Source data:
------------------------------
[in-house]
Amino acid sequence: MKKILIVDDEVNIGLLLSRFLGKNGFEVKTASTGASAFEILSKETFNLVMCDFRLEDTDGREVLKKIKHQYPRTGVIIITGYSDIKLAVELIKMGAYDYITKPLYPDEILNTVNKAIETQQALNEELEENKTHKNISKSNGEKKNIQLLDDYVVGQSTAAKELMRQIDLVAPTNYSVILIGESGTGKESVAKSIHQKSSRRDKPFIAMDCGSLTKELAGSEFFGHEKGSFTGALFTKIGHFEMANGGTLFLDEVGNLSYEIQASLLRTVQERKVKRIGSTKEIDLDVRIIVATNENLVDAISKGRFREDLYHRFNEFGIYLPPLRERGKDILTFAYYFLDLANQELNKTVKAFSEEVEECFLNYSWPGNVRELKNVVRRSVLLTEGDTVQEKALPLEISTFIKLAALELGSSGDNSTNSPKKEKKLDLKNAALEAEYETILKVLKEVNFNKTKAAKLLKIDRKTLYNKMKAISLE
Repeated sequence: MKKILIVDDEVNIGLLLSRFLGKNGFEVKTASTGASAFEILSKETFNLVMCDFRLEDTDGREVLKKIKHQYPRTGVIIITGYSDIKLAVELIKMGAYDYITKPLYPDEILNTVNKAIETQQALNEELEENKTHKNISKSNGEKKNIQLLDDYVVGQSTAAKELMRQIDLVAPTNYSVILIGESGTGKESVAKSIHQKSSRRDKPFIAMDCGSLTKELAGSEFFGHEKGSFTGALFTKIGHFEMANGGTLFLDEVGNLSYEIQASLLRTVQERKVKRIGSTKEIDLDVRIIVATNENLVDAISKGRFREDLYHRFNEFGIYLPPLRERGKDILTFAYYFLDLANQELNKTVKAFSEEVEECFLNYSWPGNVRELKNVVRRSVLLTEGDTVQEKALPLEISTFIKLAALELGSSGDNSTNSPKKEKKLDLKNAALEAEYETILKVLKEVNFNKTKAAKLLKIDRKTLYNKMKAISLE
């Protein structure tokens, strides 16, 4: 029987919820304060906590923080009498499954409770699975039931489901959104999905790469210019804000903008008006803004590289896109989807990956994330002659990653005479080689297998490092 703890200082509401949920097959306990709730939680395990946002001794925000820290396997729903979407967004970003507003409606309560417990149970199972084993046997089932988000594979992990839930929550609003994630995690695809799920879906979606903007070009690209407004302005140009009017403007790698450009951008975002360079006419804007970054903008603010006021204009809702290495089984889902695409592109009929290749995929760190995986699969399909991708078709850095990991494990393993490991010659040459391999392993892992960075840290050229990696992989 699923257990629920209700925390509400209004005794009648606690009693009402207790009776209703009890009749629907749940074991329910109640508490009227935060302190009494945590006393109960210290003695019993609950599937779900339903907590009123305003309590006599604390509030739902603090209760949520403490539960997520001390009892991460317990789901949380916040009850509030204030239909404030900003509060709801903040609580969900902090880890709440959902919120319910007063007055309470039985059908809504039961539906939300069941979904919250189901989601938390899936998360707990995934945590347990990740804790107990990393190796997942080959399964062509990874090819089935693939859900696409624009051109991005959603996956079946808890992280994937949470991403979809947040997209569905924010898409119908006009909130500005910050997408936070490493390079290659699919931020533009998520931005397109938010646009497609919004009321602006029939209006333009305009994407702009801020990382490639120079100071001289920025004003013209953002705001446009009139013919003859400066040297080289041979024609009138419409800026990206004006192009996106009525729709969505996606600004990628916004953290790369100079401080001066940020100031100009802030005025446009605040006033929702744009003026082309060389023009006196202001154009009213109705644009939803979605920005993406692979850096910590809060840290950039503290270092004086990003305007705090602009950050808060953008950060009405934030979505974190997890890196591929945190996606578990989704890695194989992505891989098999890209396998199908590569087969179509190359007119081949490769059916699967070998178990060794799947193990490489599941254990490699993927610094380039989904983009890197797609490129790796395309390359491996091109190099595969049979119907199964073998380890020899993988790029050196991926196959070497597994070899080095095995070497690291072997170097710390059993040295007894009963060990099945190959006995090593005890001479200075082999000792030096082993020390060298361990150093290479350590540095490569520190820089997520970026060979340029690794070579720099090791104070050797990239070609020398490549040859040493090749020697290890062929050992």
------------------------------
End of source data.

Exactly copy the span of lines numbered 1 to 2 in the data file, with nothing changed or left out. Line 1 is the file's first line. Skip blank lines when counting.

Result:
[in-house]
Amino acid sequence: MKKILIVDDEVNIGLLLSRFLGKNGFEVKTASTGASAFEILSKETFNLVMCDFRLEDTDGREVLKKIKHQYPRTGVIIITGYSDIKLAVELIKMGAYDYITKPLYPDEILNTVNKAIETQQALNEELEENKTHKNISKSNGEKKNIQLLDDYVVGQSTAAKELMRQIDLVAPTNYSVILIGESGTGKESVAKSIHQKSSRRDKPFIAMDCGSLTKELAGSEFFGHEKGSFTGALFTKIGHFEMANGGTLFLDEVGNLSYEIQASLLRTVQERKVKRIGSTKEIDLDVRIIVATNENLVDAISKGRFREDLYHRFNEFGIYLPPLRERGKDILTFAYYFLDLANQELNKTVKAFSEEVEECFLNYSWPGNVRELKNVVRRSVLLTEGDTVQEKALPLEISTFIKLAALELGSSGDNSTNSPKKEKKLDLKNAALEAEYETILKVLKEVNFNKTKAAKLLKIDRKTLYNKMKAISLE